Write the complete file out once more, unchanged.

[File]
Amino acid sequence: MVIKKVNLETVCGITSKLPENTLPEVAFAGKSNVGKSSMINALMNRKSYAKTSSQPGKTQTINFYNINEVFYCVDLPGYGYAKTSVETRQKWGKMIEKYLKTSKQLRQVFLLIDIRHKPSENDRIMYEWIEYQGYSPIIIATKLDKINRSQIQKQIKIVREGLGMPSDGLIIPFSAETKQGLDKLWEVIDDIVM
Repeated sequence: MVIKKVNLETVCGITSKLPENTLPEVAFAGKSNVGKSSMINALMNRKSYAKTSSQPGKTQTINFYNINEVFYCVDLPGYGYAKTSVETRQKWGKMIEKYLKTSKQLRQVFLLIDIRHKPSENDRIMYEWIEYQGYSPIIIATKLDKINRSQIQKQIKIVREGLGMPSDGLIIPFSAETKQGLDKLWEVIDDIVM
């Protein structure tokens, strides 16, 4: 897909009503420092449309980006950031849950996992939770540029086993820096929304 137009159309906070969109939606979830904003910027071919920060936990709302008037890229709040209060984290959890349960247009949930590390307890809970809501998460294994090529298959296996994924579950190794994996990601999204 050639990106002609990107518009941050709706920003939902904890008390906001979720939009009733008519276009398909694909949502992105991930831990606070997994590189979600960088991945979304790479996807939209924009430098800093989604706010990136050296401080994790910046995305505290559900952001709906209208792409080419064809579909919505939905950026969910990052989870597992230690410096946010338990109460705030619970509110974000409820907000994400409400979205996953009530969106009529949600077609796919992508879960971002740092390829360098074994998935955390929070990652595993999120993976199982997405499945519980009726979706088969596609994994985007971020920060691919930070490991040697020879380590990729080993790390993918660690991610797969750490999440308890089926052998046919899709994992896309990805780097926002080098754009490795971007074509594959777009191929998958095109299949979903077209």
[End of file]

Amino acid sequence: MVIKKVNLETVCGITSKLPENTLPEVAFAGKSNVGKSSMINALMNRKSYAKTSSQPGKTQTINFYNINEVFYCVDLPGYGYAKTSVETRQKWGKMIEKYLKTSKQLRQVFLLIDIRHKPSENDRIMYEWIEYQGYSPIIIATKLDKINRSQIQKQIKIVREGLGMPSDGLIIPFSAETKQGLDKLWEVIDDIVM
Repeated sequence: MVIKKVNLETVCGITSKLPENTLPEVAFAGKSNVGKSSMINALMNRKSYAKTSSQPGKTQTINFYNINEVFYCVDLPGYGYAKTSVETRQKWGKMIEKYLKTSKQLRQVFLLIDIRHKPSENDRIMYEWIEYQGYSPIIIATKLDKINRSQIQKQIKIVREGLGMPSDGLIIPFSAETKQGLDKLWEVIDDIVM
């Protein structure tokens, strides 16, 4: 897909009503420092449309980006950031849950996992939770540029086993820096929304 137009159309906070969109939606979830904003910027071919920060936990709302008037890229709040209060984290959890349960247009949930590390307890809970809501998460294994090529298959296996994924579950190794994996990601999204 050639990106002609990107518009941050709706920003939902904890008390906001979720939009009733008519276009398909694909949502992105991930831990606070997994590189979600960088991945979304790479996807939209924009430098800093989604706010990136050296401080994790910046995305505290559900952001709906209208792409080419064809579909919505939905950026969910990052989870597992230690410096946010338990109460705030619970509110974000409820907000994400409400979205996953009530969106009529949600077609796919992508879960971002740092390829360098074994998935955390929070990652595993999120993976199982997405499945519980009726979706088969596609994994985007971020920060691919930070490991040697020879380590990729080993790390993918660690991610797969750490999440308890089926052998046919899709994992896309990805780097926002080098754009490795971007074509594959777009191929998958095109299949979903077209």